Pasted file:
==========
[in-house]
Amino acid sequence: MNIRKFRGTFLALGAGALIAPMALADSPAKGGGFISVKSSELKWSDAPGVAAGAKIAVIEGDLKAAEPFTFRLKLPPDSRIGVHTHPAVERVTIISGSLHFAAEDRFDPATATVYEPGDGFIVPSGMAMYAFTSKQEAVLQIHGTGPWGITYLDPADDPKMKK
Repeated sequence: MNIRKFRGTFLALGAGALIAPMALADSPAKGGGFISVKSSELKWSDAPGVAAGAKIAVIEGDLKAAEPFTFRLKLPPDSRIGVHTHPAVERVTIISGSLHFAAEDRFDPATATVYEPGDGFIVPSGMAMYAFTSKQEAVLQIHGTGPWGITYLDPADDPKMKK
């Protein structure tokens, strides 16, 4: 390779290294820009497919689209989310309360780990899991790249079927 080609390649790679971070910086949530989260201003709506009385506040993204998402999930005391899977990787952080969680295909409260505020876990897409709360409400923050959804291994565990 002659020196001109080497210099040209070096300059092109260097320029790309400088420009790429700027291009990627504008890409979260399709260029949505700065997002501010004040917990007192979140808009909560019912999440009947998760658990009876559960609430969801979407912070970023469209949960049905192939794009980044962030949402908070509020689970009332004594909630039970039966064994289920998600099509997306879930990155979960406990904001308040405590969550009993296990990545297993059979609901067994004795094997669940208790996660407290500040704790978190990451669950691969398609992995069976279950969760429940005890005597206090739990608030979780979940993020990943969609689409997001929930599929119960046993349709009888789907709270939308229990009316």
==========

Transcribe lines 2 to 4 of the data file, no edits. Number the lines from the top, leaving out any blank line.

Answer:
Amino acid sequence: MNIRKFRGTFLALGAGALIAPMALADSPAKGGGFISVKSSELKWSDAPGVAAGAKIAVIEGDLKAAEPFTFRLKLPPDSRIGVHTHPAVERVTIISGSLHFAAEDRFDPATATVYEPGDGFIVPSGMAMYAFTSKQEAVLQIHGTGPWGITYLDPADDPKMKK
Repeated sequence: MNIRKFRGTFLALGAGALIAPMALADSPAKGGGFISVKSSELKWSDAPGVAAGAKIAVIEGDLKAAEPFTFRLKLPPDSRIGVHTHPAVERVTIISGSLHFAAEDRFDPATATVYEPGDGFIVPSGMAMYAFTSKQEAVLQIHGTGPWGITYLDPADDPKMKK
């Protein structure tokens, strides 16, 4: 390779290294820009497919689209989310309360780990899991790249079927 080609390649790679971070910086949530989260201003709506009385506040993204998402999930005391899977990787952080969680295909409260505020876990897409709360409400923050959804291994565990 002659020196001109080497210099040209070096300059092109260097320029790309400088420009790429700027291009990627504008890409979260399709260029949505700065997002501010004040917990007192979140808009909560019912999440009947998760658990009876559960609430969801979407912070970023469209949960049905192939794009980044962030949402908070509020689970009332004594909630039970039966064994289920998600099509997306879930990155979960406990904001308040405590969550009993296990990545297993059979609901067994004795094997669940208790996660407290500040704790978190990451669950691969398609992995069976279950969760429940005890005597206090739990608030979780979940993020990943969609689409997001929930599929119960046993349709009888789907709270939308229990009316």